Saturday, July 21, 2012

This week’s weekend guest: Editor Cheryl Freedman

This weekend’s guest here at Type M is my good friend, the redoubtable Cheryl Freedman, ace editor and friend to crime writers everywhere. She has edited and consulted on numerous books with many authors here in Canada, and together with her sister editor Elaine runs FreedmanandSister.com, a well-respected and busy editorial service. Cheryl has assisted me for my most recent three novels as “last eyes” before I’ve sent my mss off to the publisher and she has proven invaluable – and tough to please, an excellent thing in an editor. She can be contacted at Cheryl@FreedmanandSister.com. You can find her very extensive bio by clicking HERE. If you’re lucky, she’ll be able to help you. Just ask if she’s got time. Oh, and did I mention she was the heart and soul of Crime Writers of Canada for many years? Then there’s her work as chair of Bloody Words, and…

So take it away, Cheryl!
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An ABC of Editorial Advice

It’s not inexpensive to hire an editor to make your magnum opus shine, although it’s almost always a good idea to do so. But you can cut down on the cost by avoiding certain mistakes that make editors gnash their teeth, wonder if they should raise their rates to cover pain and suffering, and possibly contemplate some other more rewarding job like working the morning shift at McFood.

So let me offer an ABC of editorial advice. Well, not a complete ABC, which would be humongously long. But we must start somewhere, so here are a few entries under A.

Adjectives and adverbs. Don’t stack adjectives and/or adverbs. You can get a much stronger effect and you’ll sound less like a newbie author if you use powerful, descriptive nouns and verbs.

Apostrophes. None of you write “it’s” as the possessive of “it,” do you? Of course, you don’t because you know that “it’s” is the contraction for “it is” while the possessive of “it” is “its.” Now that we have that out of the way, apostrophes denote either a contraction or possession; they are not used when you make a word plural.

Attribution, or, He said, she said. If you have only two characters in a scene and (this is important) each has a distinctive way of speaking, you do not need attribution. As a matter of fact, if your dialogue is particularly well crafted, you may not need very much attribution even in a scene with more than two characters. If you do have to attribute a line to a character, you might want to add some kind of action or business to it. Example: “So there.” Trillian reached over and tweaked Zaphod’s right nose.

Nor do you have to get fancy with attributive words. Example: Unless the character is a pompous jerk, the following is highly unlikely: “I’m going to the store now,” Bob pontificated. In other words, “said” is a perfectly good word unless you have a very good reason for using another word of attribution. And bear in mind that what the character is saying should convey how s/he says it. Example: You probably don’t need to say “Billy snivelled” if Billy’s line is “But you promised you’d take me to the zoo.”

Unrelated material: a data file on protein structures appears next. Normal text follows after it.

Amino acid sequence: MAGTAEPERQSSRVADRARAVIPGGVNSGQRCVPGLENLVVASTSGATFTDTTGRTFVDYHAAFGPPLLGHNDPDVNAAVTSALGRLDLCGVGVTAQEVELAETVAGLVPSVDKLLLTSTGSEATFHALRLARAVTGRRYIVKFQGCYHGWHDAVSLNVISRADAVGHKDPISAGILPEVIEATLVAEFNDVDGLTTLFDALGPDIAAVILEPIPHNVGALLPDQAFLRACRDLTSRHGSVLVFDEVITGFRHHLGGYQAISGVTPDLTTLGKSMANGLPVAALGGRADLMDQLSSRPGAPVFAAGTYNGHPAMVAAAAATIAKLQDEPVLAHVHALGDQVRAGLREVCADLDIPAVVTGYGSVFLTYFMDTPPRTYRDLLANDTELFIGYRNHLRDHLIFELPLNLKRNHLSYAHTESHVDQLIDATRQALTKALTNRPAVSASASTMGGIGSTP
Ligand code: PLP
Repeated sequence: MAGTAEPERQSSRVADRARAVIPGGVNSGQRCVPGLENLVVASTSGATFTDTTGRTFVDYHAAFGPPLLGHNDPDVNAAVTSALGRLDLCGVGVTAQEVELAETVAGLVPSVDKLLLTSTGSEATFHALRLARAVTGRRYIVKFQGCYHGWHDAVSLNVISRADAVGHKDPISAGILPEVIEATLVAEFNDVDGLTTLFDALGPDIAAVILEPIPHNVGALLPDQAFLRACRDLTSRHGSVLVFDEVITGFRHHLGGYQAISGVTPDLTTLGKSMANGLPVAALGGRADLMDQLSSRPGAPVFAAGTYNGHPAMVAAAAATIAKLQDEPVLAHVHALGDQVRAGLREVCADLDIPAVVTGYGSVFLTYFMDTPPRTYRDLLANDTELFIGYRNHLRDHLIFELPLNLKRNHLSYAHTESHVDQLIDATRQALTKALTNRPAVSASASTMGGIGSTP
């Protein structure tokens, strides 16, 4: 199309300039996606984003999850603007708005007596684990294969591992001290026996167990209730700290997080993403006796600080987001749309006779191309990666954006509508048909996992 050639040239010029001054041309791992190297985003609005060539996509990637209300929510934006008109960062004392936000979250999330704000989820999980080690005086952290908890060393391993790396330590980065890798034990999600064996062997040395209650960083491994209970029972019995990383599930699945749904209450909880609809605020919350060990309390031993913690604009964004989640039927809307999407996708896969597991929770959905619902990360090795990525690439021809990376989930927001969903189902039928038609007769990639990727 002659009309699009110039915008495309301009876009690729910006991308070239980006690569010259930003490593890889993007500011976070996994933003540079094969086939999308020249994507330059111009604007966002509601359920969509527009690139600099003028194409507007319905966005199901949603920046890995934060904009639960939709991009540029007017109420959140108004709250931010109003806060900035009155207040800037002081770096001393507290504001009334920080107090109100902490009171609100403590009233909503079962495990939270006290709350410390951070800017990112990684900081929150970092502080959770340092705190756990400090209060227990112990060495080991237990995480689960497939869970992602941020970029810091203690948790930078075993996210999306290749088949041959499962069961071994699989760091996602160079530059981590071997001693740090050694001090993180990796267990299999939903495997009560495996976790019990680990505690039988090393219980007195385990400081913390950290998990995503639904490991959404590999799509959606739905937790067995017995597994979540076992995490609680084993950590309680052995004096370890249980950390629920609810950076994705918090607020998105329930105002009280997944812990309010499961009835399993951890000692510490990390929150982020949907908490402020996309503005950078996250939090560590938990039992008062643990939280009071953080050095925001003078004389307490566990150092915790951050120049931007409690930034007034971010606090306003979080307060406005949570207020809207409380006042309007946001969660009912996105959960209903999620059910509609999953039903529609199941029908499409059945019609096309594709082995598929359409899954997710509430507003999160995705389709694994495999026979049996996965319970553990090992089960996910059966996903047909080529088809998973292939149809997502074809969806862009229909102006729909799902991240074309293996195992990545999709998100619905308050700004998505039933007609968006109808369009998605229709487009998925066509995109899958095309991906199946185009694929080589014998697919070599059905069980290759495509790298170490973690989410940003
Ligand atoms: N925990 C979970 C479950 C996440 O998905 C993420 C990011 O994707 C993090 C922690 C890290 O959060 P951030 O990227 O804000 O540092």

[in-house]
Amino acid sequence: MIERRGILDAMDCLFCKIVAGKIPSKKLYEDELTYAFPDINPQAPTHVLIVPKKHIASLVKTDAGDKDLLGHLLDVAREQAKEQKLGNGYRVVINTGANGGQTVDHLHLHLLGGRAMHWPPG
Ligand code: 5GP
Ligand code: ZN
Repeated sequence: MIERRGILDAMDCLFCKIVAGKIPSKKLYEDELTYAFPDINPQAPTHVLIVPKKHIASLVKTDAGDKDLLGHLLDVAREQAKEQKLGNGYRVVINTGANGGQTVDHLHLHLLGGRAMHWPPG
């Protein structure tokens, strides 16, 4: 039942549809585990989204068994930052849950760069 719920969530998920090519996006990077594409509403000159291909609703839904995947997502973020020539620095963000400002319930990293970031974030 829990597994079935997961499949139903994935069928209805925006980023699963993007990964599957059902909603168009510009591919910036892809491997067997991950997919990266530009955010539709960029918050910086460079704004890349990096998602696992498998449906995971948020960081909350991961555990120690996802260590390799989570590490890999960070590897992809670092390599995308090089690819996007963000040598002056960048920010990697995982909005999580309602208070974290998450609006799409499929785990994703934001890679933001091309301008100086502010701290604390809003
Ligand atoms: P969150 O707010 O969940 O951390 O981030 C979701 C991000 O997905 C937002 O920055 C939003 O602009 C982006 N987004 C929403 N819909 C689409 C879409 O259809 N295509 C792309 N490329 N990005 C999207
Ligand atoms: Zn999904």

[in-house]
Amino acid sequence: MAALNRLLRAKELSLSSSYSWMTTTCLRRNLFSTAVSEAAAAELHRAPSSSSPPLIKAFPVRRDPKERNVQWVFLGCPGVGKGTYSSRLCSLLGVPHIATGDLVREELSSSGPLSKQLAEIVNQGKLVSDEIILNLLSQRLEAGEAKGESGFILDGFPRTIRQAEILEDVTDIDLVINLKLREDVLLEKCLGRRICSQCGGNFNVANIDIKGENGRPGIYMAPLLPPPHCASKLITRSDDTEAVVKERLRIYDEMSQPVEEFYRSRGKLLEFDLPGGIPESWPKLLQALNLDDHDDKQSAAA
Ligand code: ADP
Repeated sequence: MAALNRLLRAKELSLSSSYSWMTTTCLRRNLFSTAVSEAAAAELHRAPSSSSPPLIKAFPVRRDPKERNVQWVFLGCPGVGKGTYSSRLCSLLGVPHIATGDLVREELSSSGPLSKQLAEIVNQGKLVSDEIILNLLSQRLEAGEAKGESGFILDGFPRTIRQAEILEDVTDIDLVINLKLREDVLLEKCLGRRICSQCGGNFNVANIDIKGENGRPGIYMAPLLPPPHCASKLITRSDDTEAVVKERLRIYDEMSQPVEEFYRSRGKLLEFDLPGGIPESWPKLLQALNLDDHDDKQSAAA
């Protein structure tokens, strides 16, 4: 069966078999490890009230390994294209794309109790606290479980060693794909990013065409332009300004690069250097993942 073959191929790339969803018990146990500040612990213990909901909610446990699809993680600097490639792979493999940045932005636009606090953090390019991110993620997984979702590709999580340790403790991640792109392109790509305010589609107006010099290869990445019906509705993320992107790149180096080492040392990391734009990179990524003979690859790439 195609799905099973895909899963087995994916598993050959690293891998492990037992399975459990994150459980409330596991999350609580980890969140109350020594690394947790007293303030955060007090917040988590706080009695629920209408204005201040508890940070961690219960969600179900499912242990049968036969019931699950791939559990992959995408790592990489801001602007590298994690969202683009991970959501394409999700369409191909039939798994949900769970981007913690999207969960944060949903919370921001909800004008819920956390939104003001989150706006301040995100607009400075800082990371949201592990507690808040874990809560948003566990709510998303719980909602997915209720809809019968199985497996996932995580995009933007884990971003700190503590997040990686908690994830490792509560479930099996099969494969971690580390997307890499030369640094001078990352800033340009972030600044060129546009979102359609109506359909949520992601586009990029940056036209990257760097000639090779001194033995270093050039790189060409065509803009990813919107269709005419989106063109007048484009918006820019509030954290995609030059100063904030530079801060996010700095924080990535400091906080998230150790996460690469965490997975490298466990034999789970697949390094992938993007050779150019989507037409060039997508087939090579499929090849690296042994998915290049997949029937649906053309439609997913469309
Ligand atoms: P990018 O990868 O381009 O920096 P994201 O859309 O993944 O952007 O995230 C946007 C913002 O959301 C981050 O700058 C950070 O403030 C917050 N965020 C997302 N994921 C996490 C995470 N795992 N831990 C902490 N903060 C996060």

Audience, Know your. Who’s your book aimed at? What age group? University educated? Men or women? Mystery readers or perhaps cross genre? Knowing your audience will tell you the kind of language you should use, length of sentences, complexity of sentence construction, etc. It will also help you shape and colour your plot, characters, voice, tone, etc.

Author. That’s you. You’re the boss: You’ve come up with the plot, characters, setting, etc. That’s enough. Keep your voice out of the book. Let your characters speak for themselves and carry the story forward themselves. If there’s information (usually background info) you absolutely have to convey, figure out a way for your characters to present that information naturally.

Just don’t fall into the trap of having one character tell another one something the second character would already know. Example (true story, but I still like the books by this particular author): Two knights, friends, both participated in the sack of Jerusalem during the First Crusade. The author wants the reader to know about the massacre of the Jews and Muslims so he has the first knight tell the second knight what happened.

1 comment:

Hannah Dennison said...

Welcome to Type M! Great post and very helpful tips. It's also great to know about your editorial service. I'm often asked if I know of any editorial services and now I do. Excellent.